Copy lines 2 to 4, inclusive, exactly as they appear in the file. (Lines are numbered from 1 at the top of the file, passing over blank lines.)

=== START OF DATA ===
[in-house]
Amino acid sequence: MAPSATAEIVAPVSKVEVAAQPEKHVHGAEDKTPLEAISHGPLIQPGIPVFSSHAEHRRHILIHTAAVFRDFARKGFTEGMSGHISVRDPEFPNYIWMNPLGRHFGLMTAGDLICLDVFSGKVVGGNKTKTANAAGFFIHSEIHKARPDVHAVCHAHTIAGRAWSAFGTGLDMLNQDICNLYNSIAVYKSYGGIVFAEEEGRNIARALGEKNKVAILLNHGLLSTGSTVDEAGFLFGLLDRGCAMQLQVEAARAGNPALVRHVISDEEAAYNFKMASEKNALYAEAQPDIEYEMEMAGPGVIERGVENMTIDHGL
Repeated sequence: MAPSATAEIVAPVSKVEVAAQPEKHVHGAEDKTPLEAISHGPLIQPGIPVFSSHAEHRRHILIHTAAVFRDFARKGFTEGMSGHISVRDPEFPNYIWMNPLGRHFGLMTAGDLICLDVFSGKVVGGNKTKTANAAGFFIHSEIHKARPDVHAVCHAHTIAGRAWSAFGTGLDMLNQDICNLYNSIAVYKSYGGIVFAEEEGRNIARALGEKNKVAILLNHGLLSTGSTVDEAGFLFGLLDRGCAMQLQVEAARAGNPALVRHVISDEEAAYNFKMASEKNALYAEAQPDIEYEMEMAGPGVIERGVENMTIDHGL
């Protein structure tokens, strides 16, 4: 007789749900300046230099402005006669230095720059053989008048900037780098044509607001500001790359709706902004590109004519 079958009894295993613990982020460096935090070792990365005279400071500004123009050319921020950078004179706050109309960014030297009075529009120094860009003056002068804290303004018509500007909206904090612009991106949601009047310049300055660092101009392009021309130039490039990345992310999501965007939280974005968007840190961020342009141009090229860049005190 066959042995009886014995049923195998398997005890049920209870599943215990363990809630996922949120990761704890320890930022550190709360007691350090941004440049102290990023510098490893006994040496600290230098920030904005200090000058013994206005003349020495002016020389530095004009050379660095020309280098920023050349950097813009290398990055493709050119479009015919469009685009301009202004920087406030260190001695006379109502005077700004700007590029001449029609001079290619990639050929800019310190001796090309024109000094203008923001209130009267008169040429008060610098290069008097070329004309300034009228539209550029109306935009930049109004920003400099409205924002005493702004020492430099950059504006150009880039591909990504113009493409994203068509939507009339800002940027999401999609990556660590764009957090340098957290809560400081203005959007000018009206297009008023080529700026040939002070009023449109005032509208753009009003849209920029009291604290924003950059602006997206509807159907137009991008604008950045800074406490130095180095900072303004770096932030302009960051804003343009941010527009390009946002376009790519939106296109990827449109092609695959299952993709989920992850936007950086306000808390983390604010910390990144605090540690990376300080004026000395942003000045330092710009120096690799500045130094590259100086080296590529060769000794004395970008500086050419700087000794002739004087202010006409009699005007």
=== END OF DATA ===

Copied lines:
Amino acid sequence: MAPSATAEIVAPVSKVEVAAQPEKHVHGAEDKTPLEAISHGPLIQPGIPVFSSHAEHRRHILIHTAAVFRDFARKGFTEGMSGHISVRDPEFPNYIWMNPLGRHFGLMTAGDLICLDVFSGKVVGGNKTKTANAAGFFIHSEIHKARPDVHAVCHAHTIAGRAWSAFGTGLDMLNQDICNLYNSIAVYKSYGGIVFAEEEGRNIARALGEKNKVAILLNHGLLSTGSTVDEAGFLFGLLDRGCAMQLQVEAARAGNPALVRHVISDEEAAYNFKMASEKNALYAEAQPDIEYEMEMAGPGVIERGVENMTIDHGL
Repeated sequence: MAPSATAEIVAPVSKVEVAAQPEKHVHGAEDKTPLEAISHGPLIQPGIPVFSSHAEHRRHILIHTAAVFRDFARKGFTEGMSGHISVRDPEFPNYIWMNPLGRHFGLMTAGDLICLDVFSGKVVGGNKTKTANAAGFFIHSEIHKARPDVHAVCHAHTIAGRAWSAFGTGLDMLNQDICNLYNSIAVYKSYGGIVFAEEEGRNIARALGEKNKVAILLNHGLLSTGSTVDEAGFLFGLLDRGCAMQLQVEAARAGNPALVRHVISDEEAAYNFKMASEKNALYAEAQPDIEYEMEMAGPGVIERGVENMTIDHGL
């Protein structure tokens, strides 16, 4: 007789749900300046230099402005006669230095720059053989008048900037780098044509607001500001790359709706902004590109004519 079958009894295993613990982020460096935090070792990365005279400071500004123009050319921020950078004179706050109309960014030297009075529009120094860009003056002068804290303004018509500007909206904090612009991106949601009047310049300055660092101009392009021309130039490039990345992310999501965007939280974005968007840190961020342009141009090229860049005190 066959042995009886014995049923195998398997005890049920209870599943215990363990809630996922949120990761704890320890930022550190709360007691350090941004440049102290990023510098490893006994040496600290230098920030904005200090000058013994206005003349020495002016020389530095004009050379660095020309280098920023050349950097813009290398990055493709050119479009015919469009685009301009202004920087406030260190001695006379109502005077700004700007590029001449029609001079290619990639050929800019310190001796090309024109000094203008923001209130009267008169040429008060610098290069008097070329004309300034009228539209550029109306935009930049109004920003400099409205924002005493702004020492430099950059504006150009880039591909990504113009493409994203068509939507009339800002940027999401999609990556660590764009957090340098957290809560400081203005959007000018009206297009008023080529700026040939002070009023449109005032509208753009009003849209920029009291604290924003950059602006997206509807159907137009991008604008950045800074406490130095180095900072303004770096932030302009960051804003343009941010527009390009946002376009790519939106296109990827449109092609695959299952993709989920992850936007950086306000808390983390604010910390990144605090540690990376300080004026000395942003000045330092710009120096690799500045130094590259100086080296590529060769000794004395970008500086050419700087000794002739004087202010006409009699005007």